I didn’t respond. It was the first morning of my marriage and she had to rip apart my husband just as she had torn into me and my sisters throughout our lives. She cursed us with her wicked tongue. I didn’t know why I kept seeking her approval. I’d never get it. It would take me decades more of wasted effort, leaving my husband, leaving jobs and placing myself in difficult situations just to prove I was strong and capable before I stopped trying to win my mother’s endorsement.
I watched the Irish children go to the altar rails of the village chapel and kneel as they received the Eucharist for the first time. The gold plate gleamed beneath their tiny chins as the altar servers held it there, and the sacred host was deposited on eager, young tongues. Though they did not yet understand the Catholic religion, I knew that their faith may prove one day to be a sustaining force in their lives as it had in my own. Religion, with all its tenets, was man-made and therefore fallible. Faith was something different entirely. Faith was a God-given gift always there to draw upon. I objected to some aspects of the Catholic Church but I chose to celebrate my faith through the Catholic religion because it kept me steadfast. The practice of the Catholic religion reminded me of God’s presence, God’s word, and what was truly important in life: to love God, love others and love myself. My faith was more personal. It was about a more intimate relationship with God that had nothing to do with the rules of any religion.
After Mass, I walked along roads that had become familiar by then. It still was not home for me though, and I knew that the time had come for me to go home to Canada. It was time for me to do as the angel had directed me, and I felt ready to tackle my life head on. I knew with God holding me, I would be invincible in my flight to my new sun.
Rain christened Ranny Hill on my last day with my Uncle Pádraic in Glenvar. I plucked two rocks from the north wall of my Grandfather Griffin’s cottage and pocketed them: one for me and one for my father. I would carry Griffin strength with me even after I left this place that had proven to be my sanctuary in early days of 1996. My uncle took me to St. Mary’s, Star of the Sea seaside chapel, and we visited the cemetery. He showed me where my Great Uncle Patrick lay, a Catholic bishop of Ireland, and together Uncle Pádraic and I washed clean family headstones.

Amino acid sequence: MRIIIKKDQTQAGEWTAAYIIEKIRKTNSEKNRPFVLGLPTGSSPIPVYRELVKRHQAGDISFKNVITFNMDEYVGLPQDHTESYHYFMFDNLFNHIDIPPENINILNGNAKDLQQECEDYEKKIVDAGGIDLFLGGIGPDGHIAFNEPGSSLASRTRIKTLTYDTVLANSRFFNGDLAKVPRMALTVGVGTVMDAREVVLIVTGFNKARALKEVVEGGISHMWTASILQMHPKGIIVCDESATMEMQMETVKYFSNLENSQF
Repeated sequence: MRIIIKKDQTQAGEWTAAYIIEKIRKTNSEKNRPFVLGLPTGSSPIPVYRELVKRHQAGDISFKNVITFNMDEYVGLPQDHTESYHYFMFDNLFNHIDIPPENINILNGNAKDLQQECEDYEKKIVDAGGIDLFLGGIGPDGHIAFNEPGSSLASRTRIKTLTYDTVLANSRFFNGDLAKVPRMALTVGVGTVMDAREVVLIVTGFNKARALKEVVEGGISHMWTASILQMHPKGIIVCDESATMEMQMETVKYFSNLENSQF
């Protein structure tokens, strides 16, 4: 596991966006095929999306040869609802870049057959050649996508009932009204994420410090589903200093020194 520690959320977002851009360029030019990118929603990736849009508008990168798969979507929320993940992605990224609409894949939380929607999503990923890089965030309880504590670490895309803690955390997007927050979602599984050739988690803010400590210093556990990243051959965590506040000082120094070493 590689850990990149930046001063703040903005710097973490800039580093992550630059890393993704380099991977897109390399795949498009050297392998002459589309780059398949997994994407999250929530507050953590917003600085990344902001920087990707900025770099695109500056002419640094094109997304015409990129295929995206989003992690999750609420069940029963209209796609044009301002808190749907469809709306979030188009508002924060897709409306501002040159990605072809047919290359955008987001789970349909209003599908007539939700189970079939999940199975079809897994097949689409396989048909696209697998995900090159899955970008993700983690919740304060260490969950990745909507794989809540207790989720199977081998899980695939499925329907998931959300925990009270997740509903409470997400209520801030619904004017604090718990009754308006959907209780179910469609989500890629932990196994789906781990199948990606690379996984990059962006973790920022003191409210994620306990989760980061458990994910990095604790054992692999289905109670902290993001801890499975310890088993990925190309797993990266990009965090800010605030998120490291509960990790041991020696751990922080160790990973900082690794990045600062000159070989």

“God loves you, Angela,” my uncle said suddenly as he wiped raindrops from his face. “There are always arms for you to fall into,” he told me. “His arms are the only arms you ever need. Trust.”
I strolled to the shore contemplating ocean waves rhythmically washing clean the silver sand, reclaiming in the water’s visiting grasp life stuck but wishing to return to the sea. The rain, fragrant with Glenvar bell heather, fell softly. Something sacred surrounded me and the internal voice I’d become accustomed to heeding whispered its message to my heart above the roar of the sea: “I am with you always.”
Returning with my uncle to his home, I wrote on an ocean-view postcard: You’re never alone, and I mailed it to myself.
When I travelled back to my cousin’s in England, I waited for Christiane outside her office building. We had arranged to meet so that she could give me the key for her place. A bride and groom walking hand-in-hand suddenly appeared to my left. A wedding photographer traipsed after them. The bride’s shining, green eyes met mine and I wished her good luck as she smiled widely and gave me a nod of gratitude. They crossed over the road to pose in front of a cathedral for photographs. The morning sun shone on the beautiful bride – a tall, fair, blonde woman who appeared to be in her early thirties – and provided a gentle warmth for the newlyweds. The bride radiated joy as she looked upon her groom, a man of similar age, who was ebony-skinned. I thought they looked beautiful standing next to one another, her stark whiteness in skin and gown magnificent next to his dark, morning suit and black skin. Both looked so happy. I hadn’t shone with joy on my wedding day, and I was beginning to forgive myself for that as I came to understand why. The people who need love most are the first to run from it when it arrives.
My cousin greeted me outside her workplace. “I’ve loads to tell you,” she said breathlessly and kneaded her hands together.
“What is it?”
“My husband and I are chucking it. He’s had an affair. I found out the night before you arrived. We’d been to a New Year’s party. She confronted me at that party. He’s moved out,” she told me.
“Oh God,” I said. “That’s horrible. I’m so sorry.”
“Och. It’s fine! It’s fine!” she said. “I’m relieved.” Her obvious agitation belied her professed jubilation. “That’s why I was so funny the morning you arrived. I’m very sorry for my mood that day.”
“Och. You were fine,” I lied. “I thought you were just hung over.”
“Well. That’s all finished now. He’s moved out so we can have a proper chat when I get home tonight.”
“Okay,” I said. “See you at home later then.” She handed me her house keys.
We hugged goodbye and she ran back inside her office building. I walked towards the shelter where I would catch the bus back to her wee cottage. The newlyweds had vanished.
I knew that it wasn’t my fault that my big cousin had thrown out her husband, still part of me felt that she made the decision to leave her marriage so quickly because her wee, divorced cousin from Canada was staying with her. Maybe I’d made freedom look appealing. If I had, it was an illusion and it was unintentional.